Knight Italian ryegrass pays off for Ballarat farmer

Graham Fagg, Ballarat VIC

Knight Italian Ryegrass
Knight Italian ryegrass is demonstrating its ability to deliver outstanding growth and performance for farmers across Australia. The fast-establishing Italian diploid variety is being embraced by farmers like Graham Fagg, who first began using Knight as part of his pasture renovation program. Having recently learned about some of the benefits, he decided to trial it as a winter grazing crop in a couple of his paddocks, with what he describes as “great success”.
Heather & Graham Fagg | AusWest & Stephen Pasture Seeds
Heather and Graham Fagg in their Knight Italian ryegrass pasture
Ewes with lambs grazing Knight | AusWest & Stephen Pasture Seeds
Ewes with lambs grazing Knight Italian ryegrass at the Fagg's farm
Graham runs 5,000 cross breed merino sheep on 600 hectares just south east of Ballarat. Since buying the land five years ago he’s done extensive renovation work, fixing paddocks that were fairly run down, with poor quality grasses and low soil fertility, as well as developing some country that hadn’t even been touched.

Graham explains how he faces a variety of other challenges, including loamy, sandy soil, ongoing issues with worm burdens and a climate that’s often cold and dry. “We’ve also had some challenging years where we didn't get an autumn break, which means we try and get our grazing crops in a lot earlier than usual,” he says.
Graham sowed about 48 hectares with Knight Italian ryegrass across two paddocks in autumn 2018. “It only needed minimum tillage, and we used an air seeder, sowing with a seven-inch spacing alongside MAP fertiliser at about 100kg per hectare,” he says. “We also put it in on its own, with no irrigation.”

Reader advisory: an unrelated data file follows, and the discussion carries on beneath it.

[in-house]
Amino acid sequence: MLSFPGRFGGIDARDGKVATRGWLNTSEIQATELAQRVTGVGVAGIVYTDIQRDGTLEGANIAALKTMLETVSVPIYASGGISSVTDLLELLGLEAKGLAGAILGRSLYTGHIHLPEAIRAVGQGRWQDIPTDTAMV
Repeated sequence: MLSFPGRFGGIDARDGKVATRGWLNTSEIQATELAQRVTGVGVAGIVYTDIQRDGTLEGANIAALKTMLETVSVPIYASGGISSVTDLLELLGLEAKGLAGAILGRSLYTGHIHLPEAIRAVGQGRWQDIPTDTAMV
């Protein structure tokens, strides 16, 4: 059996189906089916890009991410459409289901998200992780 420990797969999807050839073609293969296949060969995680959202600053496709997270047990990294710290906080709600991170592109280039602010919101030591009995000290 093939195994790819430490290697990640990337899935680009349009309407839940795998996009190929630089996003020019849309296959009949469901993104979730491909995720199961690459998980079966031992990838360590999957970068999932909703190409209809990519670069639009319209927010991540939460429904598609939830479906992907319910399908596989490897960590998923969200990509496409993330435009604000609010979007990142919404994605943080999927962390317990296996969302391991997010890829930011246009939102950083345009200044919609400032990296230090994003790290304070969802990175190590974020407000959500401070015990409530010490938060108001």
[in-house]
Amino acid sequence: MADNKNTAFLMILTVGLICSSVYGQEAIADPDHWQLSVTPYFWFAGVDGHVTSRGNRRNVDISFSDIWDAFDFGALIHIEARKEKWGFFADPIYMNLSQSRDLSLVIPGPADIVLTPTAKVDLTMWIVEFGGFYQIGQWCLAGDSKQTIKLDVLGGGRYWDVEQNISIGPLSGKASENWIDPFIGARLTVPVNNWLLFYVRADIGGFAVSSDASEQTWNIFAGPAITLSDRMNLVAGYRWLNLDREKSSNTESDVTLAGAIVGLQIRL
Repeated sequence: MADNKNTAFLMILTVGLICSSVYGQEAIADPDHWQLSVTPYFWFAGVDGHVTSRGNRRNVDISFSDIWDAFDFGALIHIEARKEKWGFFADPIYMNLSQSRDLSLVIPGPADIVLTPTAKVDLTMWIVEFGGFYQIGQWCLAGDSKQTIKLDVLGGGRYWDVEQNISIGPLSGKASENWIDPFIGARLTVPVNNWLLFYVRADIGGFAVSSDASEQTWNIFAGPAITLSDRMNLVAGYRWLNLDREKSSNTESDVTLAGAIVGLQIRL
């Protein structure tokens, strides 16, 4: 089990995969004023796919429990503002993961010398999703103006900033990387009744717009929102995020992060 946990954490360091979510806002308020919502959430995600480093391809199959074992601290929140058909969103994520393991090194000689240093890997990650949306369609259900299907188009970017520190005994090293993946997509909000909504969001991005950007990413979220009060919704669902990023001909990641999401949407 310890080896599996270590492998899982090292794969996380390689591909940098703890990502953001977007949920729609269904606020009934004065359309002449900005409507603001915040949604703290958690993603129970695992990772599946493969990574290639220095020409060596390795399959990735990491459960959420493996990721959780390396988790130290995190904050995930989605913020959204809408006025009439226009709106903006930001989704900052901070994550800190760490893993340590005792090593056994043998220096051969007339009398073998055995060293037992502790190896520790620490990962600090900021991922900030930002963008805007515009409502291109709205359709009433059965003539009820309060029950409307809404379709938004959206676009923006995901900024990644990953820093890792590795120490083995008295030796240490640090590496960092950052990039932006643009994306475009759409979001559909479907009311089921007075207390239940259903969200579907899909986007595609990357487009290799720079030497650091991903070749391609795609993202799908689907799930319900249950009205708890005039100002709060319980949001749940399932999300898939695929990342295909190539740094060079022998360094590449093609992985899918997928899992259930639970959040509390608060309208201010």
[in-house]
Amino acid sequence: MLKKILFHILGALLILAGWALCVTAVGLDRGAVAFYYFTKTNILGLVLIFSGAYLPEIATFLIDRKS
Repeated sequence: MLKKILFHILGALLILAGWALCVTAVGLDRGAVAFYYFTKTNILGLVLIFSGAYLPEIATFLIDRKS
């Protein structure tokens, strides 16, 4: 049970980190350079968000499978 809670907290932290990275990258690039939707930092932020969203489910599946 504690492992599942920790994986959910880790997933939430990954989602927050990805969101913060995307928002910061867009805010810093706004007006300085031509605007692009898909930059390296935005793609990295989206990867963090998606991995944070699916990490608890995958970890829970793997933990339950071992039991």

Graham chose Knight mainly because of its grazing tolerance, and he describes how it was a lot quicker to establish than other varieties he’d used. “It seemed to hang on very well. It’s done an exceptional job so far. We had about 500 ewes and lambs on it, and it’s really lived up to its reputation as a solid grazing crop.”

“We’ve seen a number of benefits already,” he continues. “It’s definitely improved our livestock nutrition. The stock always look healthy and they’ve gained good weight. It’s also got great palatability, and the vigorous growth has been incredible. I couldn't get over how much it just kept growing, even through the colder months. We had a little bit of capeweed, and a few red legged earth mites, but they didn't seem to stop the ryegrass at all.”
For Stephen Pasture Seeds Territory Manager Michael Grant, Knight is setting the benchmark for Italian ryegrasses, and for a number of reasons. “Knight is very quick to establish and can be over-sown into old thinned out old pastures improving these paddocks dramatically. A good tip is to sow early and get your seed Kickstart® treated to protect the seedlings from Red legged earth mite and other insect pests” he says.

“With the right preparation, Knight’s growth through winter is exceptional,” says Michael. “Its high winter activity is its main claim to fame, and its ability to recover and regrow after grazing is excellent – and in a good season, you can also get a second cut later in the spring.”

“The stock carrying ability is outstanding with this grass, particularly for both live weight gain and milk production. It's a very high-quality grass, making it highly beneficial for livestock nutrition.”

“This season in particular has been extremely dry, and with hay reserves down and grain costs and being so high, it’s never been more important to grow your own feed on farm,” he points out.
Knight locked up for hay | AusWest & Stephen Pasture Seeds
A Knight pasture looked up for hay production at the Fagg's property
Graham says that his Knight Italian ryegrass paddocks have been able to carry his ewes right through winter and into spring, which is no mean feat considering the late autumn break and cold conditions last winter.

With its ability to come back, Graham is also impressed by Knight’s regrowth – one of the key benefits to many of farmers who use it. “I’ve already had four grazings off it, compared to around two by this same point, when I used other grasses,” he reports.

“I’m a great advocate of this ryegrass,” he concludes, “mainly because it performs so much better. You can get fantastic growth off it and potentially feed a lot of stock, even on a small area. We’re hoping we can get just as good a result from it next year.”

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